Options When Buying a Home With an Older Septic System

Buying a home is an exciting time for many, and buying an older home can be a very rewarding experience. When looking at older homes for sale, however, it’s important to understand that many of the systems within may be old or in need of repair as well. If an older property has a septic system, how might a buyer navigate the process to ensure they are getting the best deal?

Septic systems are typically designed to last for 25 years or more, but this time limit is easy to meet with many historical homes. When purchasing a home with an older septic system, it helps to understand what options are available to protect a buyer’s interests and what can be done to mitigate any potential issues down the line.

Inspecting the Septic System

Home buyers interested in older homes should know that their general inspection is unlikely to delve into the specific mechanisms of an older septic system, so it’s often necessary to opt for a specialty inspector with a focus in septic systems. In many states, a separate septic system inspection is a requirement before a home can be sold. For example, in Massachusetts, a thorough inspection of the components of the septic system is known as a Title 5 Inspection.

In addition, many states not only require a septic inspection, but also allow a septic system contingency to be included into a real state contract. This contingency might allow a potential buyer to ask the seller to correct certain problems or issues that may arise in the inspection – much like a general home inspection.

A general home inspector may do little more than a few quick tests to determine if the septic system is in working order while a specialty Septic System inspector will take the time to examine how the inner workings may have deteriorated or have held up over time. Septic systems are affected by everything from natural disasters to yard growth to general wear and tear. Learning how the system has held up over the years will also give buyers a better idea of the threats they’ll face once the deed is transferred.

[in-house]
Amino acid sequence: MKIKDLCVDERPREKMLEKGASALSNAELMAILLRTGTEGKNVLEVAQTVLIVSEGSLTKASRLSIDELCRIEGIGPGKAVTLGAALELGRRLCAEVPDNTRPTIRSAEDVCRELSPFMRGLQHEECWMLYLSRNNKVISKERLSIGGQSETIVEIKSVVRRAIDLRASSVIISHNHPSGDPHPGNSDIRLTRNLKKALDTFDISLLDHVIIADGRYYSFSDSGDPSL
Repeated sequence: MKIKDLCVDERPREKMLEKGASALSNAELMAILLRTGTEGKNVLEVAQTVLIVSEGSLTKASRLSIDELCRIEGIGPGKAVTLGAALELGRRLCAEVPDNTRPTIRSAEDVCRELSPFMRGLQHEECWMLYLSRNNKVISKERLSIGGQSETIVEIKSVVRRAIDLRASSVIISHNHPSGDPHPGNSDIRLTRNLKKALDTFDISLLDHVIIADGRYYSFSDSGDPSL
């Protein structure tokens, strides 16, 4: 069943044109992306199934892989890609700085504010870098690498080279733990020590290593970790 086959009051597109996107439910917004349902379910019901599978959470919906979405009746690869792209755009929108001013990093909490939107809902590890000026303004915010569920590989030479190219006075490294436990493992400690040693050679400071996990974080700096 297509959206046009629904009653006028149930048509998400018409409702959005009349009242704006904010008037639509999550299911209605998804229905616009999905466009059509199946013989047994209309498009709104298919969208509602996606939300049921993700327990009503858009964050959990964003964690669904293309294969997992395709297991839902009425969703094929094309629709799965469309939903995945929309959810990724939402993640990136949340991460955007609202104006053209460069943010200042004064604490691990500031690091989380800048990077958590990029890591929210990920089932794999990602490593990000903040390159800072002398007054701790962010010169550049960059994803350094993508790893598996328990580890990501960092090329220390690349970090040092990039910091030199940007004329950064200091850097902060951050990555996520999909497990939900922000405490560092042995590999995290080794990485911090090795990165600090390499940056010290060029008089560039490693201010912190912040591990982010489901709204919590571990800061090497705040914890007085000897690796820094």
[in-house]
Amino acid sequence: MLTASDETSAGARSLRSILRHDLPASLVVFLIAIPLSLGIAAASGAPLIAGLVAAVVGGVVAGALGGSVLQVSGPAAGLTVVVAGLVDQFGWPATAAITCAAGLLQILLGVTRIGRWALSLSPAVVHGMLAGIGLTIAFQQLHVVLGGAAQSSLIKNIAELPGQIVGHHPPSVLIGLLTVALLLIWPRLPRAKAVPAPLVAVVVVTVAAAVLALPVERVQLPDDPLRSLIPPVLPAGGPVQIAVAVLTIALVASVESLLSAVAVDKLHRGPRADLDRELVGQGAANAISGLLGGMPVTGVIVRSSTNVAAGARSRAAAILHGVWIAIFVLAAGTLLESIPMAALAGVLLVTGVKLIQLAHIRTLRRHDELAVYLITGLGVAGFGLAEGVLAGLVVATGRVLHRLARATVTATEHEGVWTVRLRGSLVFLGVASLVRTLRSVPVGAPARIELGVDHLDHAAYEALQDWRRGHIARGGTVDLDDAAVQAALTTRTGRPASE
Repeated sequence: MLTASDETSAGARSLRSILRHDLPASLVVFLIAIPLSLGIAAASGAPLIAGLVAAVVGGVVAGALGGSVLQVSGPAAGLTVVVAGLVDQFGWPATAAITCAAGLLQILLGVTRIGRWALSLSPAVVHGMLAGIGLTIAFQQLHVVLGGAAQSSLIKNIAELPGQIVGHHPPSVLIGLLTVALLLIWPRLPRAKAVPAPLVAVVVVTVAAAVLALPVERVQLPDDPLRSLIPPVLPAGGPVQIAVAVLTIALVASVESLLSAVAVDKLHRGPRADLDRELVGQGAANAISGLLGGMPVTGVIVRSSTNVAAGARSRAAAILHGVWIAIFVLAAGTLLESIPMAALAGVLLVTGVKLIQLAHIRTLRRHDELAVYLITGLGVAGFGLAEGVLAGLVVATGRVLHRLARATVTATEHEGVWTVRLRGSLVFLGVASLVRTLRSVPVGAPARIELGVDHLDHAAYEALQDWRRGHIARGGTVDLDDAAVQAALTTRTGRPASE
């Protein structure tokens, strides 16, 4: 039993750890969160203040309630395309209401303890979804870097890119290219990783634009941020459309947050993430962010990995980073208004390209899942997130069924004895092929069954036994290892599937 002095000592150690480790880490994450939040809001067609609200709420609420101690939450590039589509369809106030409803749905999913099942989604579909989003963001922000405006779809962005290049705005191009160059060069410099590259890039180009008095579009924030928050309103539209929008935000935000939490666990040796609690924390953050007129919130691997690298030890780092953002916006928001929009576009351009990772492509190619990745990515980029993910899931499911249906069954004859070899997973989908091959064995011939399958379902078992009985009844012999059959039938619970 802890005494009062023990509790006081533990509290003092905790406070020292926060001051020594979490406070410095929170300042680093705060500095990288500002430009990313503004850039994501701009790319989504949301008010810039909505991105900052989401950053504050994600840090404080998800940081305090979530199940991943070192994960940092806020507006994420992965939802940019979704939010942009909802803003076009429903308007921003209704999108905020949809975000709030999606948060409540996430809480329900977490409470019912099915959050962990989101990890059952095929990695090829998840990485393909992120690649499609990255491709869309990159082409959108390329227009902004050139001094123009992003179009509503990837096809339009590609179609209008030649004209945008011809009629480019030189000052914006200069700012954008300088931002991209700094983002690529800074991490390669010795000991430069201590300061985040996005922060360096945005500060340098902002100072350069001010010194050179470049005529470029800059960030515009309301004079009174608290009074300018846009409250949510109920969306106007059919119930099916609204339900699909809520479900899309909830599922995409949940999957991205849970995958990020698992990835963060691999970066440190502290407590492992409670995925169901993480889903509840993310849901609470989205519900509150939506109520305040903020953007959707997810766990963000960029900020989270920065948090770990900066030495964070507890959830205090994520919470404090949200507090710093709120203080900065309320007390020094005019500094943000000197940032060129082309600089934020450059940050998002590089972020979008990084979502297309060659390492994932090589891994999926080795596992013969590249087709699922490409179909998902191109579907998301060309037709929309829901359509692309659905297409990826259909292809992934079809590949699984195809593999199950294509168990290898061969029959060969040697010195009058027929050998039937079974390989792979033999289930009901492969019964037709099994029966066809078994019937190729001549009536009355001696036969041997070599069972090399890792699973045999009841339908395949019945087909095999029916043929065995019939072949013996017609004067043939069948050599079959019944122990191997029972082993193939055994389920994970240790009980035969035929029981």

Repairing the Septic System

Depending on the condition of the septic system, home buyers may be able to make a few standard septic repairs to boost the efficiency and safety of the septic system. Some of the most common repairs and adjustments include:

• Replacing old or worn parts or components
• Installing risers or filters
• Removing solids in field plumbing
• Diverting backwash from water softeners or conditioners

Technicians can also work to remove tree roots or plants that may be interfering with the septic system. When a home buyer has a firm idea of how much they’ll be paying for these repairs, they have the option to negotiate the costs with the seller. Buyers may ask the seller to pay for the costs outright, or they may request the seller lower the price of the home or pay for some of the buyer’s closing costs.

Replacing the Septic System

If the system is simply too old to be repaired, buyers have the option of replacing the system entirely and installing a new one. While a major expense (much like a new roof), buyers should know that septic systems can last for several decades before needing to be replaced. It’s a long-term investment that will help the residents of the home and future buyers who can appreciate the character and charm of an older home with updated plumbing.

As with repair costs, buyers can ask the seller to cover part or all of the septic system repair. If the seller won’t budge on their price of the home or the repair and replacement costs are simply too high to make the sale worth it, the buyer’s only other option may be to back out of the sale.

Caring for the Septic System

A properly functioning septic system may not be the first feature a new homeowner thinks of, but it’s one of the most important components for everyday living. It’s necessary for homeowners to care for their septic system so it doesn’t suffer from unnecessary wear and tear. While few things last forever, proper care and maintenance can extend the life of the septic system by years or even a decade. When it comes time to sell the home, sellers can rest assured that their home will pass a septic inspection with flying colors.

Septic systems require year-round maintenance in order to function at peak performance and waiting to service them can land both buyers and sellers in an unenviable situation. Older homes may need a little more attention than their newer counterparts, but there’s a reason why people want to preserve them. The history and the personality of older homes are so appealing to homeowners because it represents part of our nation’s history.